For several decades, county officials, developers and environmentalists have been working on a plan to preserve habit across 290,000 acres of mostly rural North County while still allowing construction of new homes and businesses.
But as the long-delayed plan nears the finish line, environmentalists worry it’s being used to give a leg up to an unapproved and controversial housing development.
The developer Newland Communities wants to build a 2,100-unit housing development, called Newland Sierra, along Interstate 15 near San Marcos. Before it’s built, Newland’s project must be approved by either the County Board of Supervisors or voters.
It does not yet have such approval. That’s why environmentalists are wondering why the project appears along with a half dozen already approved projects in a March draft of the county’s Multi-Species Conservation Plan for the North County. The plan is supposed to save wildlife and habitat while also allowing for development.
In late April, a group of 16 San Diego environmental groups wrote a letter to Supervisor Dianne Jacob arguing that county staff is trying to help Newland by lumping it in with approved projects.
The plan draws lines around where developers can and can’t build projects in North County to preserve certain areas for wildlife and habitat. It wouldn’t determine what can be built in specific areas, but it could determine areas where nothing can be built.
We Stand Up for You. Will You Stand Up for Us?
A leg up? Of course! This project, like Lilac Hills Ranch, is yet another General Plan Buster being enabled by the serial underminer of the approved County General Plan disguised as a "planning" director. The master of fake planning has emptied the department of its former expertise and forthrightness, gutted the once-excellent County training program for Community Planning Group members and evidently is instructing his all-new crew to ignore community input that challenges the Orwellian logic the department applies to justify its astonishing recommendations for approval. For instance, the current regime is arguing that a gas station and a convenience store on a freeway qualifies as a "Village" ... and so Newland Sierra's proposal for 2100 houses on mountainside behind the gas station is just a little bitty village expansion.
If these reports and their tortured language were not thousands of pages long, everyone would know how ludicrous they are.
The County General Plan is a GOOD PLAN. It designates thousands of acres for housing in Village areas where infrastructure, services and amenities are already in place. Remember, General Plan Amendments such as the ones proposed by the developers of Newland Sierra and Lilac Hills (which 60% of the voters turned down in November,!) are LAND ENTITLEMENTS -- not housing. These political actions are less about providing housing and more about making buckets of dough on political zoning changes.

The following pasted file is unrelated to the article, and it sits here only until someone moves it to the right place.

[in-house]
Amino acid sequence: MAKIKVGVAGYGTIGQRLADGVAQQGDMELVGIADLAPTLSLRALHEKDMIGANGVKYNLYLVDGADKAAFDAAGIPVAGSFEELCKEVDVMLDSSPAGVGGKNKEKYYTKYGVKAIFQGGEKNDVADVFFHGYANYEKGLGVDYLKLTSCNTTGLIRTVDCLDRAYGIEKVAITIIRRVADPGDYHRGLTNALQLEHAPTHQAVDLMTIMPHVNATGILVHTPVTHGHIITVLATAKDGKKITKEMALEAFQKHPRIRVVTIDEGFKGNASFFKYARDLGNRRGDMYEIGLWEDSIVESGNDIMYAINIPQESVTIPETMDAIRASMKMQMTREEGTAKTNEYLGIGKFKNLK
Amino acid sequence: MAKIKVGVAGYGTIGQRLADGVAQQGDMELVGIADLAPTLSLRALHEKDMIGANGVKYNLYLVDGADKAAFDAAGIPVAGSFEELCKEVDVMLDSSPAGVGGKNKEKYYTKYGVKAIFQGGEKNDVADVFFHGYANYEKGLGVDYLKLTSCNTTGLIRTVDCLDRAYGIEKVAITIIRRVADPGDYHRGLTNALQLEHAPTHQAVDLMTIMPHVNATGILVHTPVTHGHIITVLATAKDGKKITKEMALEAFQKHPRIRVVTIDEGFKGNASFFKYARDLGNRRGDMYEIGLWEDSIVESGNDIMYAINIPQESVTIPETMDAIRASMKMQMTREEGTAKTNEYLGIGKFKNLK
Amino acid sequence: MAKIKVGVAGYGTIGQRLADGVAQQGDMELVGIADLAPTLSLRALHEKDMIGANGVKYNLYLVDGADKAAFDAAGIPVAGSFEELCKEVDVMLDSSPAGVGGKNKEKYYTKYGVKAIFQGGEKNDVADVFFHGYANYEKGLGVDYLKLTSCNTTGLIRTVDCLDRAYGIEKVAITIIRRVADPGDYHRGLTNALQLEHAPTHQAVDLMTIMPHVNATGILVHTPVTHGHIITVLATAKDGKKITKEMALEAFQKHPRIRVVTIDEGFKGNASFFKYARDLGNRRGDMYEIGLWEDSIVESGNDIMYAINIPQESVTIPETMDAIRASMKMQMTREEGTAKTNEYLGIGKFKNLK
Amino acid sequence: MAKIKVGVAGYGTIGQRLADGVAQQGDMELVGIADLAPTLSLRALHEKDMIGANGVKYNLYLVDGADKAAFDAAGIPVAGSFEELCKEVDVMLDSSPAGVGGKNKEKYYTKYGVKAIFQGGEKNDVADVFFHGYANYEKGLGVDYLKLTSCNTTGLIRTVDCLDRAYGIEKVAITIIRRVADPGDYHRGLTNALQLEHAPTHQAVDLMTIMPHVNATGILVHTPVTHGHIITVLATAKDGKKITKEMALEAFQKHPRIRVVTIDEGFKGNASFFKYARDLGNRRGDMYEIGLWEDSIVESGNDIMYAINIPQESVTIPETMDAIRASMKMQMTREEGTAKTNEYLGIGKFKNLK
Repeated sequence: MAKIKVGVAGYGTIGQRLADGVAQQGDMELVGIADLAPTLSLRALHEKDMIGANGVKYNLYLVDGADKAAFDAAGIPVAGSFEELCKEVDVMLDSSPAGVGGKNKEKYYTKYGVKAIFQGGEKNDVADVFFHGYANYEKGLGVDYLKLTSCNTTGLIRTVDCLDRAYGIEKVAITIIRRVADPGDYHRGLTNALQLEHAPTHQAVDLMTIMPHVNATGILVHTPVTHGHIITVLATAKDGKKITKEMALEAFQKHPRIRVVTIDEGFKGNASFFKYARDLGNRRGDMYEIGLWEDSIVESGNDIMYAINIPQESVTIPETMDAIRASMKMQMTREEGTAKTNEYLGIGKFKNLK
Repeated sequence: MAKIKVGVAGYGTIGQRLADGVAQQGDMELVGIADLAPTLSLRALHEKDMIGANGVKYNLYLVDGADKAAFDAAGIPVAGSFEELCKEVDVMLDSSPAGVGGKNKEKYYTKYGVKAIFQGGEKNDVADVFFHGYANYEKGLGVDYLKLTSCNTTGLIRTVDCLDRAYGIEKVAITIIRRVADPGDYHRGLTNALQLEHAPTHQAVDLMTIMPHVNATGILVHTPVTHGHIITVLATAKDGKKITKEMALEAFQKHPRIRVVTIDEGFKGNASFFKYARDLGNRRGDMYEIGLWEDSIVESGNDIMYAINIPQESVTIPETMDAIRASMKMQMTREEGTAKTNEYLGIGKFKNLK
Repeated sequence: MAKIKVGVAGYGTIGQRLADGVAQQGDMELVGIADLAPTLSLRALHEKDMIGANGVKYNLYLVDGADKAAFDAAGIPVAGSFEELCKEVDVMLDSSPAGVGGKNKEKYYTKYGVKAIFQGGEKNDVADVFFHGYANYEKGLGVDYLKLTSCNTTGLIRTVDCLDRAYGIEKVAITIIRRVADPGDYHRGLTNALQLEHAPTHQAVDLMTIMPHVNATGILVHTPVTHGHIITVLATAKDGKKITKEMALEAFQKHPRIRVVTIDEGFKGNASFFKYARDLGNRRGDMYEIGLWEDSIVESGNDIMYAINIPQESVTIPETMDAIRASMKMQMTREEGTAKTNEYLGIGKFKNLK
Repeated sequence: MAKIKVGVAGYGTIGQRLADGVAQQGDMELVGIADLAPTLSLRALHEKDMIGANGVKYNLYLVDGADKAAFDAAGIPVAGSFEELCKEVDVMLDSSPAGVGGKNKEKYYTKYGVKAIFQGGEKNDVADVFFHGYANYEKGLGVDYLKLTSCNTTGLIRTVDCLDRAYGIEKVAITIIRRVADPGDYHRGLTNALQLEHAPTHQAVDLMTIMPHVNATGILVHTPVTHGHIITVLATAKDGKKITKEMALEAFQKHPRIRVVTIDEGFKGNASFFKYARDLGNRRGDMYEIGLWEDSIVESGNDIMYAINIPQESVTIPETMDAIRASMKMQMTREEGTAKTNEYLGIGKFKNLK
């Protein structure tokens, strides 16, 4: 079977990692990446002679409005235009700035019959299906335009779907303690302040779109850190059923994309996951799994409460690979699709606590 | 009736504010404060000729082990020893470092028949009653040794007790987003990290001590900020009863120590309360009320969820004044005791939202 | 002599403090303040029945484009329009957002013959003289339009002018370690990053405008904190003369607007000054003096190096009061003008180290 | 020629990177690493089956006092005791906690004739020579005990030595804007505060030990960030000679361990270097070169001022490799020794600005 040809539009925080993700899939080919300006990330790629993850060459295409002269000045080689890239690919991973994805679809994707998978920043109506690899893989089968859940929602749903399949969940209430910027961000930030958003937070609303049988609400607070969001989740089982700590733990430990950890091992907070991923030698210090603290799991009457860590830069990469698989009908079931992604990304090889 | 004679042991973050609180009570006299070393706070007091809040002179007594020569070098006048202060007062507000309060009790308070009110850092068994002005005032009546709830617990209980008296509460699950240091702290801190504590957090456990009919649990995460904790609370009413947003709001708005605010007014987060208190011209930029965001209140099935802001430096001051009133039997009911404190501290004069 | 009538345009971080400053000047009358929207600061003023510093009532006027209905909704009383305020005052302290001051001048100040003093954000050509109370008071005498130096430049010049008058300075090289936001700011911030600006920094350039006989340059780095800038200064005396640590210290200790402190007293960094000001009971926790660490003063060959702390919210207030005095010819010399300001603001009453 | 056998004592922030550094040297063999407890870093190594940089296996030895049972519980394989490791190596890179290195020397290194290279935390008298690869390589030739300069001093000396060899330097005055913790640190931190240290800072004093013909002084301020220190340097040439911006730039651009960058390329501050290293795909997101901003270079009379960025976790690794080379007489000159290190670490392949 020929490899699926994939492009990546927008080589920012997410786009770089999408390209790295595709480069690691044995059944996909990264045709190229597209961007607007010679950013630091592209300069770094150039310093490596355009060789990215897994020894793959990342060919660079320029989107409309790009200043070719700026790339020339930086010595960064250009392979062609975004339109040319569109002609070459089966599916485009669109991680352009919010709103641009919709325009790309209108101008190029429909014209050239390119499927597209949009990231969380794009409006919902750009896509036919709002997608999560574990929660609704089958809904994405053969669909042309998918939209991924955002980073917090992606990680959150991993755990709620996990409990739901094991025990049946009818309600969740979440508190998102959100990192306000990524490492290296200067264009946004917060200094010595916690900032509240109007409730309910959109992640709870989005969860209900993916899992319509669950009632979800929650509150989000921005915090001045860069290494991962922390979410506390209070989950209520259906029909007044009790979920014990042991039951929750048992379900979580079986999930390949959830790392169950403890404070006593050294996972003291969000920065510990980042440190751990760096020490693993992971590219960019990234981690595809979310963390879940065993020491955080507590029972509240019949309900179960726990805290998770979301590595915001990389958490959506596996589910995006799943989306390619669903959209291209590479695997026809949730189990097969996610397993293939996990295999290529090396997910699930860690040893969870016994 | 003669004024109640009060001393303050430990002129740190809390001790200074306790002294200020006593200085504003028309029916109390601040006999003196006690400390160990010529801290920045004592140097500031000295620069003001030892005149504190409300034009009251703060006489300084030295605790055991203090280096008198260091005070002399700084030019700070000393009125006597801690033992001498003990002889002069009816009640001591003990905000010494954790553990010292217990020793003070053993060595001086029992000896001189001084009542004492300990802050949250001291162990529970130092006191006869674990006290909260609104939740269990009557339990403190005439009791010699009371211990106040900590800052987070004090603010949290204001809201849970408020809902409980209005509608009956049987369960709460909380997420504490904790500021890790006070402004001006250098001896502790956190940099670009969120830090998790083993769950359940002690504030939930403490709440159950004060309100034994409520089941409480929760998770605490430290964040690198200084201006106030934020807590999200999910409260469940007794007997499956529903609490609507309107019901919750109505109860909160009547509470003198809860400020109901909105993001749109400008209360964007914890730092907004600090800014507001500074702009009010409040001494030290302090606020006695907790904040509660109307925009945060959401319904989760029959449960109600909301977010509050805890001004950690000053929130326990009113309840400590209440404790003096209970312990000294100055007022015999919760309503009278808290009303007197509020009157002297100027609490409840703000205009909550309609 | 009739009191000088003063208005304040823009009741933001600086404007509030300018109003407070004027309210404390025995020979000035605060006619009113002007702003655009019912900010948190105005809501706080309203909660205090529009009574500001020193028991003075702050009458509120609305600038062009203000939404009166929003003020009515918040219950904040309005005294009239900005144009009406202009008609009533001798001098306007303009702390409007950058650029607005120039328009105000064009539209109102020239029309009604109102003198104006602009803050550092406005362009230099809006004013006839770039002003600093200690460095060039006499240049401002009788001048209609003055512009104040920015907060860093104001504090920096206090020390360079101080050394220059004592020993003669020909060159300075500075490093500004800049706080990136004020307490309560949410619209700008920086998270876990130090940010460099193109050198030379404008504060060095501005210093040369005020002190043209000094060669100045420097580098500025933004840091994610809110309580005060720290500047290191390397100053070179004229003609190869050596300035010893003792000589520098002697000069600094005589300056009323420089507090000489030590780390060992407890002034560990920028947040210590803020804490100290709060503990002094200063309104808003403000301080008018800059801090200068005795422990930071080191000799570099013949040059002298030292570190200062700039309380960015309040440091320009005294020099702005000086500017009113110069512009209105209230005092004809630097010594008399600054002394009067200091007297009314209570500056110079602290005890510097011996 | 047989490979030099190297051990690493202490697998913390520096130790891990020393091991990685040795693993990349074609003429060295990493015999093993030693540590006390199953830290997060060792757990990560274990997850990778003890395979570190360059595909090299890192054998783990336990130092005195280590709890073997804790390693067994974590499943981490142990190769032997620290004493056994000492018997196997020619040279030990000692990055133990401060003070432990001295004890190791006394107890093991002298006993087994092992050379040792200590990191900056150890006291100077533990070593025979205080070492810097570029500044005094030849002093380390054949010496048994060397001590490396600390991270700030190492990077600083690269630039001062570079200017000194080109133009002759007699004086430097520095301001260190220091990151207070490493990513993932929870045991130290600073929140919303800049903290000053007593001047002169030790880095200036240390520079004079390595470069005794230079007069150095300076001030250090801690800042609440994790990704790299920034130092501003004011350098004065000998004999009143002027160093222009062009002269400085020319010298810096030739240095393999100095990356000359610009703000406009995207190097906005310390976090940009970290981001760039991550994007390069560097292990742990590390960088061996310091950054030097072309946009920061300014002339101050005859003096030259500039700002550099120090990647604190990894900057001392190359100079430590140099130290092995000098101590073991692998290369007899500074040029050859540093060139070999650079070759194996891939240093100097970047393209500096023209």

But pushing urban islands in rural areas is just the half of it. Using Valley Center as an example, the County planning department is undermining the County's entire plan for development and conservation also by supporting suburban-style single family housing in Village areas where the General Plan asks for a healthy diversity of housing types to accommodate, singles, young marrieds, families, AND empty nesters.
In short, in North County the so-called planning department is entirely ignoring the public plan it is supposed to enforce. Why?
Ask your County Supervisor.
The article mentions that a letter was written to Supervisor Dianne Jacob. However, it doesn't say whether she replied and, if she did, what her reply was.
It seems dishonest to include Newland on a list of approved projects when it hasn't yet been approved. Does anyone know if there has been any response at all from elected representatives in regards why?
“I would challenge the authenticity of fighting a project in the context of the 290,000 acres,”
The environment dies by the death of millions of cuts. Cuts like this development are important because the building is in an environmentally sensitive area. But this is just part of the story. This development is in a high risk area for wildfires and the roads that serve it are inadequate for the population planned for it. Not marginally inadequate but extremely so. I invite anyone who doubts that to to there, look at the terrain and drive those roads.
I think Newland should have done their research on the cheap land they bought on a whim....Merriam Mountain is not just any other mountain range. It is ONLY ONE OF TWO REMAINING LARGE BLOCKS OF NATURAL HABITAT LEFT West of I-15! Newlands proposed housing project will have SIGNIFICANT Impacts on Merriam Mountains water, wildlife, scenic views and ridgelines, not to mention traffic, air quality and way of life for the residents of Twin Oaks Valley and beyond. Today, it is hard to distinguish between who exactly the San Diego county Supervisors represent....The residents of San Diego seem to have taken a back seat to the real estate developers the county is undoubtedly enabling.